Dental photo systems are unique in that they require a lens that allows us to move in close (a macro lens) and a light source that is close enough to the lens so as not to cast shadows on the subject (a ring light or something similar). The macro lens most commonly employed in dentistry is typically a 100-mm to 105-mm macro lens. The cost of this component can impact the bottom line by as much as $400. If a Canon body is matched to a Canon lens (my preferred configuration), then the system will typically cost more, owing to the higher-priced lens. Contrast this to a system configured with another lens such as Sigma’s 105-mm macro lens. Optically, image quality between a Canon and a Sigma lens is indiscernible. Ease and speed of focus (particularly autofocus), however, are optimized in a full Canon setup. Those wishing to pocket the difference in cost, however, will not be disappointed with the less expensive lens. As mentioned, side-by-side results are, for all practical purposes, identical.

Latest Entries From Canon And Nikon

Figure 1.The Canon Rebel XTi shown with Canon 100-mm macro lens and MR-14EX ring flash.

Figure 2. The new, larger LCD on the Canon Rebel XTi.

Figure 3. Comparing the Canon EOS 20D and the 30D.

Figure 4. The Canon EOS 30D with Canon lens and ring flash.

Figure 5. Similar body size and shape in the Canon Rebel XTi and Nikon D40.

Figure 6. The Nikon D80 with Sigma lens and flash: an economic setup.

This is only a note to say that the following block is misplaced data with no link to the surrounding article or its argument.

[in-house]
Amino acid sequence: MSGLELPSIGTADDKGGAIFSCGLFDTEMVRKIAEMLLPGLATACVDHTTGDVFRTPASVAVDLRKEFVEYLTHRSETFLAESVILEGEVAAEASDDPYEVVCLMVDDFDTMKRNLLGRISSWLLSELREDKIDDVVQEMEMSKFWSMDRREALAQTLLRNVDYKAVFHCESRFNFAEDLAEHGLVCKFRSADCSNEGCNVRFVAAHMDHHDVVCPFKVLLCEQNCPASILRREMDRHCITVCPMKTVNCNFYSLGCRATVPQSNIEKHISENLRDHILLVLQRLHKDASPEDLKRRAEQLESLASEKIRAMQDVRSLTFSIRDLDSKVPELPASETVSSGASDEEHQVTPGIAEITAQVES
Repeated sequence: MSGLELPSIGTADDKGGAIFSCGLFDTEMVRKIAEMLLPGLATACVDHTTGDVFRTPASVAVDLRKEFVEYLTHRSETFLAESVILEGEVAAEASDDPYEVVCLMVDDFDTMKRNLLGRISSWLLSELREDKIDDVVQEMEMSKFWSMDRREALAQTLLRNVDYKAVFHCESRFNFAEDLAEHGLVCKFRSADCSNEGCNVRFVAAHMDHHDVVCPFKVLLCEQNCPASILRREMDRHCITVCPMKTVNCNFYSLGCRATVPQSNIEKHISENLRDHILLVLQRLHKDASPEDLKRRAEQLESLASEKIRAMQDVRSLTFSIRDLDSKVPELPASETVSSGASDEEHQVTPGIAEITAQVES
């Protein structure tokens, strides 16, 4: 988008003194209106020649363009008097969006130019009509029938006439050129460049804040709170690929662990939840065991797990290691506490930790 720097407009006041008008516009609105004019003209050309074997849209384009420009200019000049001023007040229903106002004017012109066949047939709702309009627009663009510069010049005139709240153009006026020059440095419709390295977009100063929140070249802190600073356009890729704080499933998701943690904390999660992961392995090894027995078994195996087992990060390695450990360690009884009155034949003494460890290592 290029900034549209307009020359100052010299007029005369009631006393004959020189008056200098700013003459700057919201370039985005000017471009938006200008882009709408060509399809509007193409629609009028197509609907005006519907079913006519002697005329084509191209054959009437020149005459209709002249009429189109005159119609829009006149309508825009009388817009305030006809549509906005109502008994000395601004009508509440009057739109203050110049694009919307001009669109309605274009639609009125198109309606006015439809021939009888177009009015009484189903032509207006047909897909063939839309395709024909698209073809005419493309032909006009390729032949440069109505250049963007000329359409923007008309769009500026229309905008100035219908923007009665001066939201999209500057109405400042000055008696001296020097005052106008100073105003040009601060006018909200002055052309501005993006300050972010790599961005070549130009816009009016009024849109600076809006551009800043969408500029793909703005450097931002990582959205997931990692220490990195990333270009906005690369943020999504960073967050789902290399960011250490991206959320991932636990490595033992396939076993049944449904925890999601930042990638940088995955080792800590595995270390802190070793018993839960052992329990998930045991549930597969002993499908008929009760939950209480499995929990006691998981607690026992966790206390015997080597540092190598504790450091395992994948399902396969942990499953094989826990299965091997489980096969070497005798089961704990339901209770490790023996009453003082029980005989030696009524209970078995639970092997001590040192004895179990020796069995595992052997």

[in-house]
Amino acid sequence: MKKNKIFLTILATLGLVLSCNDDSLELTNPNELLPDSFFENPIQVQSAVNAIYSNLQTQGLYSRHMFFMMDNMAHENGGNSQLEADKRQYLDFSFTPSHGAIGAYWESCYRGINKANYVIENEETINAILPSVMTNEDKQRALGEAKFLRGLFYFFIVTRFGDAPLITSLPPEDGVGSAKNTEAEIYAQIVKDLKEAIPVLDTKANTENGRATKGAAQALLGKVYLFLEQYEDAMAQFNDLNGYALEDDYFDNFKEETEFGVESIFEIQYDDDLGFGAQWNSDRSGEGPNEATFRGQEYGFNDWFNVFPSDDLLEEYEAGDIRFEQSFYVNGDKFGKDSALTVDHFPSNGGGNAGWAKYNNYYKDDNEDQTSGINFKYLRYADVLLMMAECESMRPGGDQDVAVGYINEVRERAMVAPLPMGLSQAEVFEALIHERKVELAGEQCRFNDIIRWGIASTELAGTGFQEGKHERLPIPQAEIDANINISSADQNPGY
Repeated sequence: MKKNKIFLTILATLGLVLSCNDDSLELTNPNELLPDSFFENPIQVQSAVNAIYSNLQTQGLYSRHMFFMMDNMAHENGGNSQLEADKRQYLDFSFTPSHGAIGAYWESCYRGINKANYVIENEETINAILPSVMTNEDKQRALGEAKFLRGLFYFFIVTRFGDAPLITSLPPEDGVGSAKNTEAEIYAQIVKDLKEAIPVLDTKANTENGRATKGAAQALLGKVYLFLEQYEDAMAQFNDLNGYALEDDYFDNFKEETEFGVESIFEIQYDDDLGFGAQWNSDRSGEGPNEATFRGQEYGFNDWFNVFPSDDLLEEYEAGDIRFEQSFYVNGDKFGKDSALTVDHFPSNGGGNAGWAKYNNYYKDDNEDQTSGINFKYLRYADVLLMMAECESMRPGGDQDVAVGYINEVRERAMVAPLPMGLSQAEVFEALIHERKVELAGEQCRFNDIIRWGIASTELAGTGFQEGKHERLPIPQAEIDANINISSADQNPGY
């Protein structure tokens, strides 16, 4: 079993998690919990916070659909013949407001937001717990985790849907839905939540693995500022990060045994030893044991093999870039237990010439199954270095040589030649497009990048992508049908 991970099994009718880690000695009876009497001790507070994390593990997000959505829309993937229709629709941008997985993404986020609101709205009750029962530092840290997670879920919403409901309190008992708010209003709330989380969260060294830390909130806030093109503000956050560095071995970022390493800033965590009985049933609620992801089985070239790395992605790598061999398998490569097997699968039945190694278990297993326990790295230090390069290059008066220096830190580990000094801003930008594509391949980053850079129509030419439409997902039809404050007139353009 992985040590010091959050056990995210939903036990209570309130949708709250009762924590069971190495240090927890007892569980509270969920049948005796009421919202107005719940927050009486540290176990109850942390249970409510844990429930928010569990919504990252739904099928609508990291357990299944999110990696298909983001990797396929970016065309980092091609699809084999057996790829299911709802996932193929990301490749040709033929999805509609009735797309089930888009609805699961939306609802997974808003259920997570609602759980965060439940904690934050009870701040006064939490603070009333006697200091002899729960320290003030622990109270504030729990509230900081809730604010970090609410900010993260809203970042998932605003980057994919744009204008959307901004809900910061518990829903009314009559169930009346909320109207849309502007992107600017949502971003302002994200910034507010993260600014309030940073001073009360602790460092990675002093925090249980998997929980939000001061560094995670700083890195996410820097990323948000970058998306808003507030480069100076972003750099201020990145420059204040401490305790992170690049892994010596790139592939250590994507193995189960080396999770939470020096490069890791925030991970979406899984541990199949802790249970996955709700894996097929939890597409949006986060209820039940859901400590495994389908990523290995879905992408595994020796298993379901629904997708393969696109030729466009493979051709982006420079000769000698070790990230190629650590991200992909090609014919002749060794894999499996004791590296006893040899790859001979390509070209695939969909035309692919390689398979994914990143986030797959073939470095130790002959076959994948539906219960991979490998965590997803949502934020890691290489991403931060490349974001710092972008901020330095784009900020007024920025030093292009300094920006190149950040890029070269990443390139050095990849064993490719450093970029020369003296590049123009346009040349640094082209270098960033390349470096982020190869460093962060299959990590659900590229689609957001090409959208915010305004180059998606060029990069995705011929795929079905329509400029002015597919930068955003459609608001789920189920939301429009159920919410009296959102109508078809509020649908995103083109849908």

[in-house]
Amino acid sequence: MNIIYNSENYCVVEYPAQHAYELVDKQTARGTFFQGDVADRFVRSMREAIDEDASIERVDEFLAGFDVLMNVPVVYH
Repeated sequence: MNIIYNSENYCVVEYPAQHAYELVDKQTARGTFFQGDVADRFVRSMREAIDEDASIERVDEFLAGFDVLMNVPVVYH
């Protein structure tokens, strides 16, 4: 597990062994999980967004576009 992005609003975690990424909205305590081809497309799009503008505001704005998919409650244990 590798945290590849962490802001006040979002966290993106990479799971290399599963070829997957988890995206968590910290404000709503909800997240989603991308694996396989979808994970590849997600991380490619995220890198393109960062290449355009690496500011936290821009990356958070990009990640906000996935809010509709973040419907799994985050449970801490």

Those familiar with the Canon Digital Rebel should know that its latest version is the Rebel XTi. The new XTi gets an increase in resolution over the XT (10 megapixels versus 8 megapixels) and a new, larger LCD screen on the back of the camera. Canon has increased the screen size from 1.8 in to 2.5 in and the screen resolution from 115,000 pixels to 230,000 pixels. Canon also eliminated the separate camera settings display and now uses the full LCD monitor to show you the camera settings and for playback. Canon designed the Rebel XTi to be compatible with most of its EOS 35-mm camera accessories, including the MR-14EX macro ring flash. This allows evaluative through-the-lens (ETTL) metering for automatic exposure. In manual focusing mode you set the magnification and f-stop and move toward the subject until it is in focus. The XTi handles the rest. Alternatively, autofocus can speed the process, so long as you are willing to accept less consistent levels of magnification and illumination. This occurs as a result of the varying camera-to-subject distances allowed when using autofocus. In everyday practice I lean toward autofocus, as it speeds the photo process. It helps to know how to do it both ways (Figures 1 and 2).